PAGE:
The b-side to True Faith, the 14th single by New Order which was released in July 1987, was 1963. It was, and remains a magnificent b-side – a pop song with a lyric that wasn’t mundane and was also open to a number of interpretations – with both tracks being composed specifically for inclusion on the Substance compilation which, more than 30 years on is the album I’d recommend most to anyone who was new to the band and looking for a decent introduction.
All that was back in the Factory days when the release of a new single really was something to look forward to, even if on occasion the contents were a wee bit of a letdown. London Records had already shown how cynical they were prepared to be by lifting four 45s from Republic in 1993, but worse was to come when the label realised the band weren’t intending to get back in the studio anytime soon.
In November 1994, (the best of) NewOrder was put into the shops just in time for the Xmas market. A ridiculously lazy effort, it was mostly the 7″ versions of singles from 1985 onwards with four tracks given the remix treatment. I’ve already featured the abysmal True Faith 94 and it was released as a companion single to promote the ‘best of’ album. Just when you thought it couldn’t get any worse, the post-Xmas effort came via the release of another single….
mp3 : New Order – 1963-95
The thing is…..this was different from the mix that had been put on the ‘best of’ compilation. The new single was a remix by Arthur Baker and in itself was a really decent effort in that the song was stripped back a fair bit and was reminiscent in many ways of Regret. But it all seemed so pointless and greedy, especially when anyone wanting to get the full set would need to buy a least 2 x Cd singles and a the 12″ vinyl.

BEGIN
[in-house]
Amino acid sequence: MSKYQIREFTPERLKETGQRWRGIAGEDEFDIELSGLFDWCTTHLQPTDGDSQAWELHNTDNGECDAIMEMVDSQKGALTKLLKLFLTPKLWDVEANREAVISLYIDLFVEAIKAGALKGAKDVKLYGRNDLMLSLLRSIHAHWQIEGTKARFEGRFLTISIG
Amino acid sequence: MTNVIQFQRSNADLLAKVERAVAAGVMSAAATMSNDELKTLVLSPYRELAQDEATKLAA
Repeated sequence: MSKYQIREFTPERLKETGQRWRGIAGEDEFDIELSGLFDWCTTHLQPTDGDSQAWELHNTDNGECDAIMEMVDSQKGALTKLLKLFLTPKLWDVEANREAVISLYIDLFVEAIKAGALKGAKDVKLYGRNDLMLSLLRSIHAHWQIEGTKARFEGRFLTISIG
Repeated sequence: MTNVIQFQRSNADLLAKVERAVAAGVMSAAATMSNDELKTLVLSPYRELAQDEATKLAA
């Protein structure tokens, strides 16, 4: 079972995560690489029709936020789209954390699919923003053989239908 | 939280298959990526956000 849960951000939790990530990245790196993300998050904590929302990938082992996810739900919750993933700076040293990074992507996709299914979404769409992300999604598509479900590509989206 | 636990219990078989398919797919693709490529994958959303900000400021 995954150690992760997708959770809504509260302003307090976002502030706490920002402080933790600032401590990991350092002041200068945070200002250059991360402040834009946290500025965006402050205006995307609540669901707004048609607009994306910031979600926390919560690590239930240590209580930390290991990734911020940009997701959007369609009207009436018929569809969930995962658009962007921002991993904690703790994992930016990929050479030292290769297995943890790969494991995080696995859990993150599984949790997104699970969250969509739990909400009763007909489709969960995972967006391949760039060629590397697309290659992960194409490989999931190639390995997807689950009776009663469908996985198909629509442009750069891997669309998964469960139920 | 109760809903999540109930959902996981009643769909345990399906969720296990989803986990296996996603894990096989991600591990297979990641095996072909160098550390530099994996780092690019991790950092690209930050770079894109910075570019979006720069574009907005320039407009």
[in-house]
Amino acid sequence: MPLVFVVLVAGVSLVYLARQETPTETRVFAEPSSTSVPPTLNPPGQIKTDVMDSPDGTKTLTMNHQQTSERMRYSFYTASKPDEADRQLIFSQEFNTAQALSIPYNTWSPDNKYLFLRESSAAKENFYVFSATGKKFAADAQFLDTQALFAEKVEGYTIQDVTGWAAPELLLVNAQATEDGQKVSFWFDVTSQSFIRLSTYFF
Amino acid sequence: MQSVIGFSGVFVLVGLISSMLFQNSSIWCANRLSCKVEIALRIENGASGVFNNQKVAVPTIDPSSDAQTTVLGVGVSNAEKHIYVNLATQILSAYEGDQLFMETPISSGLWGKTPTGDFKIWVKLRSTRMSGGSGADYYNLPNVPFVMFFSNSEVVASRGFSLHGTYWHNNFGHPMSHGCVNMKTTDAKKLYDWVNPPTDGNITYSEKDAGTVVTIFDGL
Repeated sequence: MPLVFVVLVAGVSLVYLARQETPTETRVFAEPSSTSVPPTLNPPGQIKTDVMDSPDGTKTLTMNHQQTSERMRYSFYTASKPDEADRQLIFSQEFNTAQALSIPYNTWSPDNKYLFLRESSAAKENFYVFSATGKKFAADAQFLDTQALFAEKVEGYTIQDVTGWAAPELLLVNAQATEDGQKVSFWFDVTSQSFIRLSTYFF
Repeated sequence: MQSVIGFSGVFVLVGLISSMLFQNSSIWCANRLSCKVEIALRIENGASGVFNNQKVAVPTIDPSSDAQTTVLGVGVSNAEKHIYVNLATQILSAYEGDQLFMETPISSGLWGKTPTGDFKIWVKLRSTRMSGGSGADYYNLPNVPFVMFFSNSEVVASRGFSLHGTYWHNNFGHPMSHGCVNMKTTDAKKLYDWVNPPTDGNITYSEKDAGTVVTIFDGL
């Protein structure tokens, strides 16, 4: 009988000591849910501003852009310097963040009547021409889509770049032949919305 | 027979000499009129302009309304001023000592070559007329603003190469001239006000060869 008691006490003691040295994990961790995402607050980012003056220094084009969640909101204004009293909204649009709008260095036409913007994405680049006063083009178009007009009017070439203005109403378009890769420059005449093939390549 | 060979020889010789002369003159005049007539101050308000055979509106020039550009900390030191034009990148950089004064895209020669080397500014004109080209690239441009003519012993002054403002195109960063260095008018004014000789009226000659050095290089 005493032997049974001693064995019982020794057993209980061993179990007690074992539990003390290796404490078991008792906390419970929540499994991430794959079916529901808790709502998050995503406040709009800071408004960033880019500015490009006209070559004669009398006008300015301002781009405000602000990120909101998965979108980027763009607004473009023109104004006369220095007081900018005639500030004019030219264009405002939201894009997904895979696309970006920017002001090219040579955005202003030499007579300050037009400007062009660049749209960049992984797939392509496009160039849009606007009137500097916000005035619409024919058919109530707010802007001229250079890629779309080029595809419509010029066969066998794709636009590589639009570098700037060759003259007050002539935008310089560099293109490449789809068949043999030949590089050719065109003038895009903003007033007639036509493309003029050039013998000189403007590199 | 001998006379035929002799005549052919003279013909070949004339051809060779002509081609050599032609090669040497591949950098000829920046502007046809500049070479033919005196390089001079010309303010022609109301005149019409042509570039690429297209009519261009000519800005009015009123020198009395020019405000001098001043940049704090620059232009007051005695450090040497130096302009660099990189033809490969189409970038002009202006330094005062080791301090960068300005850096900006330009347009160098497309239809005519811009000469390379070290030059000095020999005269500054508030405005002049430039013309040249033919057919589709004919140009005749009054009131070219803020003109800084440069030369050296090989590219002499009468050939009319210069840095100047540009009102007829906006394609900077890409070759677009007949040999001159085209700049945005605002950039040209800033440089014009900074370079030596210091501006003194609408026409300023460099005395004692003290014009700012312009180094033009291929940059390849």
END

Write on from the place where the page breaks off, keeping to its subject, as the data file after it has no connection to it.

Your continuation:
CD1 came with a slightly edited version of the Baker mix, together with the really appalling version that had been put on the ‘best of’ LP
mp3 : New Order – 1963-94
and two further mixes that really had fuck all to do with the original song:-
CD 2 offered the full length Baker remix, a vocal version of Let’s Go (which had originally appeared as an instrumental on the soundtrack to a long forgotten movie called Salvation, released in 1987), another pointless remix of Spooky and another outing for the Shep Pettibone remix of True Faith.
The 12″ single consisted of four mixes of 1963, these being the two non-Baker efforts on CD1 and two further variations on them.
All of which sold in sufficient numbers to take the single to #21 in the UK charts.
This is where I really began to get disenchanted with New Order. I did, and still do, have time for what Arthur Baker did to 1963, but the other mixes were a disgrace. Years later, I did get one of the other b-sides courtesy of its inclusion in the Retro boxset.
mp3 : New Order – Let’s Go
What happened next almost beggared belief. With still no material coming from the foursome, London decided that a further compilation was required and in August 1995, the tills bulged as fans parted cash for (the rest of New Order)…..here’s wiki:-
…the compilers brought together a selection of older remixes alongside new specially-commissioned remixes. The remixes of “Blue Monday”, “Confusion”, “Touched by the Hand of God”, “Bizarre Love Triangle”, “Age of Consent”, “Temptation” and “Everything’s Gone Green” were all new radical reinterpretations. The four singles from Republic are represented with remixes that had previously appeared as B-sides. The oldest mix included was Shep Pettibone’s take on “True Faith” from 1987.
The compilation was released on Compact Disc, cassette and double LP. Each version has a different track listing. Cassette editions include an additional mix of “Temptation”, while limited editions of the CD and cassette came with an additional bonus disc/cassette of “Blue Monday” remixes. To promote the album, “Blue Monday” was once again re-released. The single was backed with remixes that appear on the bonus disc of the limited edition CD. The version of “Blue Monday” released was the Hardfloor Mix, dubbed “Blue Monday-95”, and reached #17 in the UK
It was all beyond a joke now…